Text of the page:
Purchase Orders Service
HelloFresh | 2017
Procurement is one of the key operational processes in a meal-kit business. One of the products in the ecosystem is a tool to support buyers, analysts and operational folks to manage a big number of purchase orders across suppliers, distribution centeres, as well as to negotiate the best price of the goods. The tool is used across 12 markers, with vastly different operational processes; the goal was to ensure we address the pain points and carve a unified and standardised user experience.

User research | UX design | UI | Wireframes | Prototype | User testing

HelloFresh is a publicly traded meal-kit company, running it's business in the USA, Western Europe, Australia and New Zealand. Supply chain management (SCM) tech tribe, part of which I am, works with Operations team hand in hand, to ensure the technological solutions are in place and the users can do their work smoothly.

In the heart of any meal-kit business is a Procurement department; that essentially is supporting the process of finding, agreeing terms and acquiring goods from an external supplier. It often involves a lot of tendering and bidding, back and forth, and enormous amounts of communication between buyers and suppliers. Our team have been working on providing users across markets with tools for SKU and supplier management, ordering and purchase orders management.

setting the context
The Purchase Orders Service project is part of a bigger Ordering Tool product family. When I came onto the team, the initial product was already rolled out and was used across markets. But the product itself was referred to it as Frankenstein by it's stakeholders and users. The bug reporting board on Jira was overflowing with user's feedback; in fact that is where the idea to look into making the product more user-friendly emerged. The challenge was that it was not really clear what was the problem, there was a very vaguely defined problem statement I started to work off slowly beginning to understand the pain points more, and scoping the project down.
research phase
I took my time to talk to the tech team, because even within the team, people were rolling their eyes when the product was mentioned. A few knowledge sharing sessions later, a trend started to emerge – the team was very far away from the end users, have had zero empathy towards them, and were under the impression that the users are just a whiny bunch.

This issue was the first one to address on my agenda. As a team we went on a trip to a Verden facility, where HelloFresh has a warehouse and where the goods are stored, and packed for the deliveries. It helped the team to understand the bigger Operational flow and to meet some of the users onsite. In general it was a good opportunity for the team to get a peek into the daily bustle, and provided us with a shared experience to base the discussions off moving forward.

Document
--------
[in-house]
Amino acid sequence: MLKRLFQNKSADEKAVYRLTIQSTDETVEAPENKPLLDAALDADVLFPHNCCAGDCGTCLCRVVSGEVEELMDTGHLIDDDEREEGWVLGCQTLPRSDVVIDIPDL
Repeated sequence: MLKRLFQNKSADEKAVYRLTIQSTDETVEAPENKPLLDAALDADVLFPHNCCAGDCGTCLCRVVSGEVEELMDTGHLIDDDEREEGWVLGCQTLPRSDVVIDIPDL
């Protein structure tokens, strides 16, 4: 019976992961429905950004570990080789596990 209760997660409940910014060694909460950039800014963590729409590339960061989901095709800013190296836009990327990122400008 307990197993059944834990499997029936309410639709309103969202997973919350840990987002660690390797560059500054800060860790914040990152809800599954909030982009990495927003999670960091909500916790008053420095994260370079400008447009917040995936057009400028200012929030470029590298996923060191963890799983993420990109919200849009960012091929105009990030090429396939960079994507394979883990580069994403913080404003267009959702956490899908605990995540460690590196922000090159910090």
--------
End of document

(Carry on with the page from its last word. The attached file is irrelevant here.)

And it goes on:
Since the product I was working on is rather industry-specific, I wanted to get an overview of other tools and processes out there. Together with the product owner we were able to research some of the tools. We downloaded a few to have a look, but even though we were able to assess the flows and the visual design, we were lacking the understanding of the processes these tools are supporting.

Talking to the stakeholders within the organisation, who are the industry experts, namely heads of Purchasing in different countries, helped us to understand the industry standards of the processes and how software supports it. With this input in hands, we were able to understand the business requirements more, that later informed the first draft of the design brief.
Once I have understood what work was already done by the product manager and the tech team and talked to stakeholders I moved to the actual user research. Going through the Jira tickets submitted by the users from different markets allowed me to spot certain patterns, that informed the discussion guide for further user interviews. The user interviews were meant to be conducted on the individual basis, lasting between 25-40 minutes per session. The 1:1 format allowed me to thoroughly explore each person's subject matter expertise, pain points and frustrations as well as brainstorm together on the ideal-world flow scenarios.